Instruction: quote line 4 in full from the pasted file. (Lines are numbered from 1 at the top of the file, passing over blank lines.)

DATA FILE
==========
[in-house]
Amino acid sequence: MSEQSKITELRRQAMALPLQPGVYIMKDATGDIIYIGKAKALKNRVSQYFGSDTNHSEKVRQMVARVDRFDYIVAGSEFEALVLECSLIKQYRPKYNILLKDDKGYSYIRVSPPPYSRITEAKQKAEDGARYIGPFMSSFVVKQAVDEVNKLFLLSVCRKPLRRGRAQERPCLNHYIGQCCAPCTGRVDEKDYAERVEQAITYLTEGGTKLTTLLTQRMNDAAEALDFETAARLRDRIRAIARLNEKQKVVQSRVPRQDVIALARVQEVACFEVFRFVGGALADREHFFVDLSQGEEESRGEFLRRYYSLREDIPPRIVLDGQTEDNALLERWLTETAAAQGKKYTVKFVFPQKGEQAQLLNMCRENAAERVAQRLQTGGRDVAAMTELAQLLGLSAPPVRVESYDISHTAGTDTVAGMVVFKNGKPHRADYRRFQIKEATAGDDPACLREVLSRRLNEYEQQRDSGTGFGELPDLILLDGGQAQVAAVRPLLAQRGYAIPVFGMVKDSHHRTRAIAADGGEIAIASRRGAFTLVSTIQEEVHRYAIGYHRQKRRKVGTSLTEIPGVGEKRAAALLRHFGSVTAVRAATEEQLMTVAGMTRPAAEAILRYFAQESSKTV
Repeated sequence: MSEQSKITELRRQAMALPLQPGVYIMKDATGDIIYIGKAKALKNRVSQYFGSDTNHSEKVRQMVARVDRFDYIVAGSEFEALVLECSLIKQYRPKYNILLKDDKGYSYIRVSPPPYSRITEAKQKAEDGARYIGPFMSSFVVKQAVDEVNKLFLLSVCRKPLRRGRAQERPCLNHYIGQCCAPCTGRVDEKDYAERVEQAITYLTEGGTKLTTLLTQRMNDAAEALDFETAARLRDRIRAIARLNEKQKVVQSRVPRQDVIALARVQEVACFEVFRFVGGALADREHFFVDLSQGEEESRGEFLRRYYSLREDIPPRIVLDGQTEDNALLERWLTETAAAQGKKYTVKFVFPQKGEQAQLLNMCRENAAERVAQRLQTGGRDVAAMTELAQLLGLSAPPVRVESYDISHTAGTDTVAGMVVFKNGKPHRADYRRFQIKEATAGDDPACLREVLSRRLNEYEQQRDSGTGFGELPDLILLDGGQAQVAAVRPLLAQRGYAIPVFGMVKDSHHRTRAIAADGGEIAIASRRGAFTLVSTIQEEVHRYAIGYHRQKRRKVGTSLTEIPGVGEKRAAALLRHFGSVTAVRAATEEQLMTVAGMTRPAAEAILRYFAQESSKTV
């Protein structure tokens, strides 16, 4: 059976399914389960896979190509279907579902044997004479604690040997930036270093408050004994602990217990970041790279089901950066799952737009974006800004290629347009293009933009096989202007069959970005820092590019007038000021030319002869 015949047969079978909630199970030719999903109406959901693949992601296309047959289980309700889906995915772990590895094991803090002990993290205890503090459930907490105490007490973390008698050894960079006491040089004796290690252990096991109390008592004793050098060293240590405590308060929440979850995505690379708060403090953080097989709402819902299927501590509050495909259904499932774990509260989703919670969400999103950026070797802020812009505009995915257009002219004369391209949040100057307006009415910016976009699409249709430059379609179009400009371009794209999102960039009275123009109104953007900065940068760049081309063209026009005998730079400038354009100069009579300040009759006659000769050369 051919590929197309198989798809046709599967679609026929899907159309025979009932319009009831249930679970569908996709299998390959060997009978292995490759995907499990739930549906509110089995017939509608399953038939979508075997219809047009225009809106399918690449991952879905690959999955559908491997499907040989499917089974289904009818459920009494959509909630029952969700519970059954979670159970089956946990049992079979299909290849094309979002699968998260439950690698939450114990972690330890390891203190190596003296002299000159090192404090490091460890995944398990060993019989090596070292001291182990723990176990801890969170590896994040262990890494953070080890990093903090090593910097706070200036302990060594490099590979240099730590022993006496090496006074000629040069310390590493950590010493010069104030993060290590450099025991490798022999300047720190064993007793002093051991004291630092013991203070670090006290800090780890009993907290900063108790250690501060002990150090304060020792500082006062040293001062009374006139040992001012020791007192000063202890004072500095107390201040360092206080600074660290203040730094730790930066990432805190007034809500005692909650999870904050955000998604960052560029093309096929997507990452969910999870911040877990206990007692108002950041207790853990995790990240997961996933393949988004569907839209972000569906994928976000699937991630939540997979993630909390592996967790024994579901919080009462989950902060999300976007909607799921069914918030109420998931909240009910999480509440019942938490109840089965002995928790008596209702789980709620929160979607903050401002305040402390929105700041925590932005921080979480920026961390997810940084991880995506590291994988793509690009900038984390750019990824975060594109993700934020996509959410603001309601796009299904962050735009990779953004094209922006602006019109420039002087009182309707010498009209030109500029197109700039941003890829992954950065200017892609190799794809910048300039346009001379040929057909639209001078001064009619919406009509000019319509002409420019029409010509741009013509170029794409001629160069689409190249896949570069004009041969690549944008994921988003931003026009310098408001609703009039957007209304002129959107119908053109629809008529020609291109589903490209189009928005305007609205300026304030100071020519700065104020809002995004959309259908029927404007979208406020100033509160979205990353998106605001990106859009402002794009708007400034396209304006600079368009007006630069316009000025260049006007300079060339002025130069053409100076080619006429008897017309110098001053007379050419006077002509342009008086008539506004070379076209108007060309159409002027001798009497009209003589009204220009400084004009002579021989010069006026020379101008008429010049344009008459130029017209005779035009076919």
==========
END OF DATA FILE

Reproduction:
């Protein structure tokens, strides 16, 4: 059976399914389960896979190509279907579902044997004479604690040997930036270093408050004994602990217990970041790279089901950066799952737009974006800004290629347009293009933009096989202007069959970005820092590019007038000021030319002869 015949047969079978909630199970030719999903109406959901693949992601296309047959289980309700889906995915772990590895094991803090002990993290205890503090459930907490105490007490973390008698050894960079006491040089004796290690252990096991109390008592004793050098060293240590405590308060929440979850995505690379708060403090953080097989709402819902299927501590509050495909259904499932774990509260989703919670969400999103950026070797802020812009505009995915257009002219004369391209949040100057307006009415910016976009699409249709430059379609179009400009371009794209999102960039009275123009109104953007900065940068760049081309063209026009005998730079400038354009100069009579300040009759006659000769050369 051919590929197309198989798809046709599967679609026929899907159309025979009932319009009831249930679970569908996709299998390959060997009978292995490759995907499990739930549906509110089995017939509608399953038939979508075997219809047009225009809106399918690449991952879905690959999955559908491997499907040989499917089974289904009818459920009494959509909630029952969700519970059954979670159970089956946990049992079979299909290849094309979002699968998260439950690698939450114990972690330890390891203190190596003296002299000159090192404090490091460890995944398990060993019989090596070292001291182990723990176990801890969170590896994040262990890494953070080890990093903090090593910097706070200036302990060594490099590979240099730590022993006496090496006074000629040069310390590493950590010493010069104030993060290590450099025991490798022999300047720190064993007793002093051991004291630092013991203070670090006290800090780890009993907290900063108790250690501060002990150090304060020792500082006062040293001062009374006139040992001012020791007192000063202890004072500095107390201040360092206080600074660290203040730094730790930066990432805190007034809500005692909650999870904050955000998604960052560029093309096929997507990452969910999870911040877990206990007692108002950041207790853990995790990240997961996933393949988004569907839209972000569906994928976000699937991630939540997979993630909390592996967790024994579901919080009462989950902060999300976007909607799921069914918030109420998931909240009910999480509440019942938490109840089965002995928790008596209702789980709620929160979607903050401002305040402390929105700041925590932005921080979480920026961390997810940084991880995506590291994988793509690009900038984390750019990824975060594109993700934020996509959410603001309601796009299904962050735009990779953004094209922006602006019109420039002087009182309707010498009209030109500029197109700039941003890829992954950065200017892609190799794809910048300039346009001379040929057909639209001078001064009619919406009509000019319509002409420019029409010509741009013509170029794409001629160069689409190249896949570069004009041969690549944008994921988003931003026009310098408001609703009039957007209304002129959107119908053109629809008529020609291109589903490209189009928005305007609205300026304030100071020519700065104020809002995004959309259908029927404007979208406020100033509160979205990353998106605001990106859009402002794009708007400034396209304006600079368009007006630069316009000025260049006007300079060339002025130069053409100076080619006429008897017309110098001053007379050419006077002509342009008086008539506004070379076209108007060309159409002027001798009497009209003589009204220009400084004009002579021989010069006026020379101008008429010049344009008459130029017209005779035009076919």